In regard to management, I'm left wondering about your depression. My own depression lasted about 15 years and I'll be the first to admit that I managed it poorly for a number of those years. Alcohol was my toxic 'go to' fix when I wasn't taking a med that worked or seeing an effective therapist. After having my 2nd child, my depression ended due to the supportive guidance and a life changing epiphany within post natal depression group therapy, of all things. Managing with the best support can impact not only our self but also the relationships we share with those around us, especially partners. Unless you and your partner are just not suited to each other, staying may involve you having to find new constructive ways of managing the depression. How we relate to our self definitely impacts how we relate to the folk around us.

    I believe, at the end of the day, it is more constructive for us to ask not 'What am I going to do?' but 'What am I going to manage (and how)?' Having a plan is key and the most important part of any plan is flexibility; this way, we avoid becoming control freaks who end up being too hard on our self.

    Take care

    1 person found this helpful
  5. B_F_G
    B_F_G avatar
    4 posts
    5 May 2019 in reply to therising
    Thank you so much for your reply, it has put my mind at ease somewhat. My parents never split, my father passed away from cancer 3 year's ago. We were just starting to build a relationship when he passed. As for my management of my depression, I don't drink or any drugs. I've seen first hand the affects of both. I try & keep my mind busy with my son & video games. Music is another big influence in my life. I'm in the process of getting in to see a psychologist. I've been suffering with depression for over 20 years now. Hopefully I can get my medication changed as it obviously isn't working.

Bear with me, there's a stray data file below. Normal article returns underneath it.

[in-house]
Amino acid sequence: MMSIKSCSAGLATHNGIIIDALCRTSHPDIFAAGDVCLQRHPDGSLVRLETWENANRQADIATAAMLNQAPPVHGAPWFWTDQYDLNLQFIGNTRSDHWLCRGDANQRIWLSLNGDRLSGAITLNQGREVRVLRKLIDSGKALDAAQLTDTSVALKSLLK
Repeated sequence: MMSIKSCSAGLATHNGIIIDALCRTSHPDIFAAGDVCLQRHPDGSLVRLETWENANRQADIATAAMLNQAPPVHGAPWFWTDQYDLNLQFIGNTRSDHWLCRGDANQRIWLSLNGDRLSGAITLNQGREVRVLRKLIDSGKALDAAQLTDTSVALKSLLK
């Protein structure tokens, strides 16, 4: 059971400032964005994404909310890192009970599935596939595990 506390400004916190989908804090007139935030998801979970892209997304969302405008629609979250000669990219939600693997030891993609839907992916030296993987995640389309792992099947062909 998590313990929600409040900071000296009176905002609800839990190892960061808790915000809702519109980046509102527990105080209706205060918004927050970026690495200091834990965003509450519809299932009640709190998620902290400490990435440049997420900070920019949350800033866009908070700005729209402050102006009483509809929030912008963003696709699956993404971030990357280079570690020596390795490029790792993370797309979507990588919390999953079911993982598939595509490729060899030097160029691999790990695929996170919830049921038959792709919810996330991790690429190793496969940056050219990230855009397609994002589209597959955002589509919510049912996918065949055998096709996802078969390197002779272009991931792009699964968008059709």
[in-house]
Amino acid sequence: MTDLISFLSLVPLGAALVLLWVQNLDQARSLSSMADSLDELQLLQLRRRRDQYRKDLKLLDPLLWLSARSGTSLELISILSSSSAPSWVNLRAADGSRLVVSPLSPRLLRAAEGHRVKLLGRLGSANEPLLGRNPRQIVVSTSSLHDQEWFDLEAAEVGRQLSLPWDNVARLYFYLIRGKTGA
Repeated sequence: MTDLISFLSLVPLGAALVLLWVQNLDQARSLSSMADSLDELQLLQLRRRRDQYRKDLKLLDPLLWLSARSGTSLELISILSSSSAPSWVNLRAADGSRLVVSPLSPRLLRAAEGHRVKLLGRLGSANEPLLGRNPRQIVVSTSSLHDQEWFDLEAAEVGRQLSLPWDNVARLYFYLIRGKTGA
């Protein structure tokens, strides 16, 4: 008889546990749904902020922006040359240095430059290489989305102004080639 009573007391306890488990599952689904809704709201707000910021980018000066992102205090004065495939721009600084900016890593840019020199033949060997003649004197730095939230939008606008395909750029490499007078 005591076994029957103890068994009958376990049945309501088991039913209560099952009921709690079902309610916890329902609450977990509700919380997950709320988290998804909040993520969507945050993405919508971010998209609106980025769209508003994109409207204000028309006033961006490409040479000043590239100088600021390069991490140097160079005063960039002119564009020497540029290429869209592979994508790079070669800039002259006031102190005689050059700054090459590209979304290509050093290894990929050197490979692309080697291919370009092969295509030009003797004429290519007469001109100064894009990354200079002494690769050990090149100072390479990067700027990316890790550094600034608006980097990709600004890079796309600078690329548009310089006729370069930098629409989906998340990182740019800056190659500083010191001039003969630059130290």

6. B_F_G
    B_F_G avatar
    4 posts
    5 May 2019 in reply to Ebsmeads

    Thank you Ebsmead's.

    I should know better than to stay just for my son.

    My mother & father stayed together just for my sister & I. And we had a miserable life. They constantly fought & it was almost impossible to build a relationship with my father. It's strange how you don't think of the obvious until it's layed out before you.

  7. therising
    Valued Contributor
    • A special award for members who go above and beyond to support others here on the forums
    therising avatar
    2715 posts
    5 May 2019 in reply to B_F_G

    Hi B_F_G

    Sorry to hear the developing relationship between you and your dad was cut short in such a challenging way.

    Music has been proven to have a great impact on mind, body and soul. Whether we're someone who is gifted enough to play and give joy to others or someone who receives the benefits through listening, great things can be achieved through music. Personally, I'm a devotee of guided meditation CDs (love the music on them). They take me out of daily life and into a place of imagination and peace. The people who create the music for these CDs are truly gifted folk.

    Glad to hear you've made plans in managing the depression. The skills we learn in managing depression are life skills, ones we can pass onto our children, along with empathy and understanding as our young ones make their way through challenges in life.

    I hope your plans in navigating depression give to you clarity, peace and a positive path forward.

    Take care

    1 person found this helpful

Stay in touch with us

Sign up below for regular emails filled with information, advice and support for you or your loved ones.


Sign me up